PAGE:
Theology, Religion, Worldview, and Dominion

Theology, Religion, Worldview, and Dominion The Garrett Ashley Mullet Show

During lunchtime the other day, I gave a white board talk to our kids. We talked about definitions and differences between theology, religion, and worldview.

In the course of discussion, I wanted to emphasize to my oldest sons especially that an important distinction between the God of Abraham, Isaac, and Jacob and the deities of other religions is that our God is infinite and incomprehensible.

Zeus, Odin, and Osiris were not that way and they still aren’t. None of them was ever either infinite or eternal, nor would there be much to recommend a kind of Theology centered around puzzling out their attributes.

In Greek mythology, Zeus has numerous children by affairs with goddesses and women alike. Meanwhile, he feuds and schemes and plots and maneuvers. He’s even afraid sometimes of the other gods and goddesses. He is something like the projection of an insecure middle-aged macho man skirt-chaser. He’s not as hard to comprehend as we might wish, particularly if we’ve ever known a man like him. 

Meanwhile, in Norse mythology, Odin sacrifices one of his eyes to be able to see all that happens in the world. He can’t have it all. He has to make trades and sacrifices to gain things not otherwise in his possession. Thus Odin is a kind of magician and sorcerer, and more dependent on magic than the source of it; more a wizard than the one whom the wizard’s incantations necessarily harken and implore.

Osiris in Egyptian mythology has parents and siblings and a consort and children. Moreover, he is murdered by his jealous brother before becoming the god of the underworld and afterlife. It comes as a kind of surprise, but the ancients shrug. Such things sometimes happen to the best of us, after all. They even happen apparently to the gods.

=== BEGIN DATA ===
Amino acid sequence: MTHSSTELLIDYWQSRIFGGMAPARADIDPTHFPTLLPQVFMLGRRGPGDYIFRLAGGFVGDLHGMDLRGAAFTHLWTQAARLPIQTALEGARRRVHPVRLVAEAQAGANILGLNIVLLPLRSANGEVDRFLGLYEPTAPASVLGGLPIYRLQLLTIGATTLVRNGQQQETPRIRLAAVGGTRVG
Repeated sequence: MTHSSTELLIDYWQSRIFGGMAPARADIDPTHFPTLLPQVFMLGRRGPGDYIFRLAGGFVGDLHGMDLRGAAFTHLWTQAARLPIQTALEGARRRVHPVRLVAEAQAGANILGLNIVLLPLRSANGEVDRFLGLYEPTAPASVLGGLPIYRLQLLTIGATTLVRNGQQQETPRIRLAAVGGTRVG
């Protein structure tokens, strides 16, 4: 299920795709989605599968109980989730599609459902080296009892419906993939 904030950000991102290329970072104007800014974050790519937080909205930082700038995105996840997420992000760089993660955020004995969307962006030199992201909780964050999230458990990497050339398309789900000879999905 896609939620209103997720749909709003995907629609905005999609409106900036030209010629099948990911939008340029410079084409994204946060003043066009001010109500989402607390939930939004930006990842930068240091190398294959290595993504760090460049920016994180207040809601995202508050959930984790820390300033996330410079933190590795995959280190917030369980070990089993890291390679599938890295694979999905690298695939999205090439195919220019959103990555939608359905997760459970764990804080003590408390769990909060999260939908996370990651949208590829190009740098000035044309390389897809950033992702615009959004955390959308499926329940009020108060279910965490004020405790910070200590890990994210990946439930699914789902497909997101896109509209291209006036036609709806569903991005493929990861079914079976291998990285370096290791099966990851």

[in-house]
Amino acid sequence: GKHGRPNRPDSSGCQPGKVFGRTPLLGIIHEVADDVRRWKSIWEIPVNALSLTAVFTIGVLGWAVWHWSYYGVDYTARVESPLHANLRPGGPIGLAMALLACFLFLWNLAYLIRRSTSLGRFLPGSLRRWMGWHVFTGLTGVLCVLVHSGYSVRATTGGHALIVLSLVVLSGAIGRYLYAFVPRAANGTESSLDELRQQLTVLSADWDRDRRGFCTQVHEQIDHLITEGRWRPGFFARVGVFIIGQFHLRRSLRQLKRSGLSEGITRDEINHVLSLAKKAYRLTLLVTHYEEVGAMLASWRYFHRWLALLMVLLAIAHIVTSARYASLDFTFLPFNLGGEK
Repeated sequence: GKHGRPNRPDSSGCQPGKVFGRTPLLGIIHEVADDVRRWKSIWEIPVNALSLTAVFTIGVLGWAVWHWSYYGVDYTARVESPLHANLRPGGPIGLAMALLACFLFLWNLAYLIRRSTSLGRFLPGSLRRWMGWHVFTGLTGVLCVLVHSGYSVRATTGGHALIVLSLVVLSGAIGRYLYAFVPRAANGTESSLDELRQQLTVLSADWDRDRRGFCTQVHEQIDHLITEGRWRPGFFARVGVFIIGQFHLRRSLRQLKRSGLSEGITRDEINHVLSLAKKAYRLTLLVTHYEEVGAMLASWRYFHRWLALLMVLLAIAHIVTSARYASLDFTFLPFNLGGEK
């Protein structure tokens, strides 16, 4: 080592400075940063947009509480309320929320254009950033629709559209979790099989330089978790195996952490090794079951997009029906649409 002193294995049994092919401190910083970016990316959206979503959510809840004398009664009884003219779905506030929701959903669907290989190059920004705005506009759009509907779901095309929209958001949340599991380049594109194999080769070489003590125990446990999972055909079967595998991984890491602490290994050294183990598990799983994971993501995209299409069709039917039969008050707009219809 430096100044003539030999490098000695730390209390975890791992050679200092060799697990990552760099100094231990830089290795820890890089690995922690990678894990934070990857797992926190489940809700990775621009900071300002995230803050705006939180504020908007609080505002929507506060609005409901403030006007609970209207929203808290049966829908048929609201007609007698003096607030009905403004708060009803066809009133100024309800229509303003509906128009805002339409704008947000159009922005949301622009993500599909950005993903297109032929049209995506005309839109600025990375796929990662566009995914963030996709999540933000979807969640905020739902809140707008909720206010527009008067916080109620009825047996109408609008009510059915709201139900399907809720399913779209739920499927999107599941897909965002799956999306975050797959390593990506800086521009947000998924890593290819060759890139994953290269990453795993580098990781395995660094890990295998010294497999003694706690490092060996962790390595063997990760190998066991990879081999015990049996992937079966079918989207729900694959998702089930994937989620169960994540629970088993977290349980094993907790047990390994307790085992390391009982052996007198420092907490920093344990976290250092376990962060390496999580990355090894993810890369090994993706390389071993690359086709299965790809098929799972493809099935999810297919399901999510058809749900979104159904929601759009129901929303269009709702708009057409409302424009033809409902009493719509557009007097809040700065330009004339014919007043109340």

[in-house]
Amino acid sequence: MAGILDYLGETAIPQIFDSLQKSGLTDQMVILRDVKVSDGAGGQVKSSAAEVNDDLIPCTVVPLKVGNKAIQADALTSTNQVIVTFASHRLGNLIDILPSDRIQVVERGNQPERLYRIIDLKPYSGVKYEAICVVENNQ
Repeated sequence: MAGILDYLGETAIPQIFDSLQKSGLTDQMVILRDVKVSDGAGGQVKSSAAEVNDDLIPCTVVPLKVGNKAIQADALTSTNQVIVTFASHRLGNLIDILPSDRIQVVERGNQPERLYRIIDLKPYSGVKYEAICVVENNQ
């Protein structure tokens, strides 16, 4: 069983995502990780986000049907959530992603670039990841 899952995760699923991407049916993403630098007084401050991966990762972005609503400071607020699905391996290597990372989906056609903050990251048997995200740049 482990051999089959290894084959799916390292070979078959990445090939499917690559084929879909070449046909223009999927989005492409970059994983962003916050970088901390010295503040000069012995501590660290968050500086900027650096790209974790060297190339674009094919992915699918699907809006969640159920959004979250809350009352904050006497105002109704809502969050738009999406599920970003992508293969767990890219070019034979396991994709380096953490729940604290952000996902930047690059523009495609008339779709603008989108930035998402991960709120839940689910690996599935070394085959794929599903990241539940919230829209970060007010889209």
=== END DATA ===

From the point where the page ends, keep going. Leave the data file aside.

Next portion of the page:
But the God of Abraham, Isaac, and Jacob is the Creator God. He is eternal, all-powerful, all-knowing, and simple. That is, He is simple in the sense that He is not made up of parts. And one of the ways in which Christianity is enigmatic is that the Messiah is this same God of Abraham, Isaac, and Jacob. This God is said by the Scriptures and therefore all true Christians to be ‘Trinitarian’ – “God in three persons.”

Yet our God is not three Gods, He is one God, as the Athanasian Creed explains. And that is very mysterious and foreign to humankind in comparison with the gods of the nations who are familiar because they are very much like us, just stronger and with magical powers.

Another eccentric quality, if you will, to the Christian faith is that we believe that Jesus Christ was and is and forever will be fully God, and we also believe that the incarnation meant that Christ was and is fully man. He is no less one or the other, but wholly both at the same time in one person. And yet he is one Christ.

In truth the Psalmist sings,

“Yahweh is high above all nations,

and his glory above the heavens!

Who is like Yahweh our God,

who is seated on high,

who looks far down

on the heavens and the earth?” 

It’s important to mark the difference between Religion and Theology in light of this passage. That is to say you would be hard-pressed to find anything resembling either the subject we call Christian Theology or our approach to it in the ancient cults of the Greeks, Norse, and Egyptians, among others.

What you do find instead are ruined temples and rituals and festivals and stories told around campfires. Besides this, a little bit at a certain point, cautiously yet nevertheless – especially in Greece – we find philosophers skeptically questioning whether the gods ever lived, or whether they really were gods who should be worshiped.

But the way these gods of other nations are related to is markedly different from the start because of the truth of what the Psalmist writes; that is, the question of “Who is like Yahweh our God” is a rhetorical one because the answer is “No one.” And this is critically important for us to remember and keep in mind, because it carries with it Earth-shaking and life-altering implications for worldview and what Christians call “dominion,” as well as what we regard as legitimate worship of God.

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